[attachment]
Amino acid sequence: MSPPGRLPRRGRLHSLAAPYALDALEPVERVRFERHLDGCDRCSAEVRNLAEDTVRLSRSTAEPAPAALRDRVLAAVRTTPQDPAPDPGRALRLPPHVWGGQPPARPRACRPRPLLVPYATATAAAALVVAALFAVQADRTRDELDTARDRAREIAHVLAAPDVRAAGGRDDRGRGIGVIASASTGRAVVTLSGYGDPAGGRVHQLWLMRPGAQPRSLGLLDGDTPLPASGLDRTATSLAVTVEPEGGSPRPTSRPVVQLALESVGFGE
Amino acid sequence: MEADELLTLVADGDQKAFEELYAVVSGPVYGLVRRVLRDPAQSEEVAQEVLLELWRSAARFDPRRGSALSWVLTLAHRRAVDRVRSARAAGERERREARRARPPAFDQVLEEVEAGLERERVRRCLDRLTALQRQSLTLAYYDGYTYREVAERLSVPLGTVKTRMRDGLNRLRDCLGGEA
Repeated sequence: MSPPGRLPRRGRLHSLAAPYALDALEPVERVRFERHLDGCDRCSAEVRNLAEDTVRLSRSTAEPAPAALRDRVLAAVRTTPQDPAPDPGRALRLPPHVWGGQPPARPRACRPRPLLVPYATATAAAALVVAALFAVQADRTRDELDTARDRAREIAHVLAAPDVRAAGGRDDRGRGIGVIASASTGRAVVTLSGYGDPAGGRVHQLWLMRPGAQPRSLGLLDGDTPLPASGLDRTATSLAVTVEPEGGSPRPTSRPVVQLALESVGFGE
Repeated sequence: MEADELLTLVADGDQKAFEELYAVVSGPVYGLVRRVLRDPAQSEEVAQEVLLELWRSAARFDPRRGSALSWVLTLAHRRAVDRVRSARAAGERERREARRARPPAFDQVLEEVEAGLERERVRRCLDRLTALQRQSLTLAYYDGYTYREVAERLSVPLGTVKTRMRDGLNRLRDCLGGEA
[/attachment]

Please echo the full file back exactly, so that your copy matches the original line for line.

Amino acid sequence: MSPPGRLPRRGRLHSLAAPYALDALEPVERVRFERHLDGCDRCSAEVRNLAEDTVRLSRSTAEPAPAALRDRVLAAVRTTPQDPAPDPGRALRLPPHVWGGQPPARPRACRPRPLLVPYATATAAAALVVAALFAVQADRTRDELDTARDRAREIAHVLAAPDVRAAGGRDDRGRGIGVIASASTGRAVVTLSGYGDPAGGRVHQLWLMRPGAQPRSLGLLDGDTPLPASGLDRTATSLAVTVEPEGGSPRPTSRPVVQLALESVGFGE
Amino acid sequence: MEADELLTLVADGDQKAFEELYAVVSGPVYGLVRRVLRDPAQSEEVAQEVLLELWRSAARFDPRRGSALSWVLTLAHRRAVDRVRSARAAGERERREARRARPPAFDQVLEEVEAGLERERVRRCLDRLTALQRQSLTLAYYDGYTYREVAERLSVPLGTVKTRMRDGLNRLRDCLGGEA
Repeated sequence: MSPPGRLPRRGRLHSLAAPYALDALEPVERVRFERHLDGCDRCSAEVRNLAEDTVRLSRSTAEPAPAALRDRVLAAVRTTPQDPAPDPGRALRLPPHVWGGQPPARPRACRPRPLLVPYATATAAAALVVAALFAVQADRTRDELDTARDRAREIAHVLAAPDVRAAGGRDDRGRGIGVIASASTGRAVVTLSGYGDPAGGRVHQLWLMRPGAQPRSLGLLDGDTPLPASGLDRTATSLAVTVEPEGGSPRPTSRPVVQLALESVGFGE
Repeated sequence: MEADELLTLVADGDQKAFEELYAVVSGPVYGLVRRVLRDPAQSEEVAQEVLLELWRSAARFDPRRGSALSWVLTLAHRRAVDRVRSARAAGERERREARRARPPAFDQVLEEVEAGLERERVRRCLDRLTALQRQSLTLAYYDGYTYREVAERLSVPLGTVKTRMRDGLNRLRDCLGGEA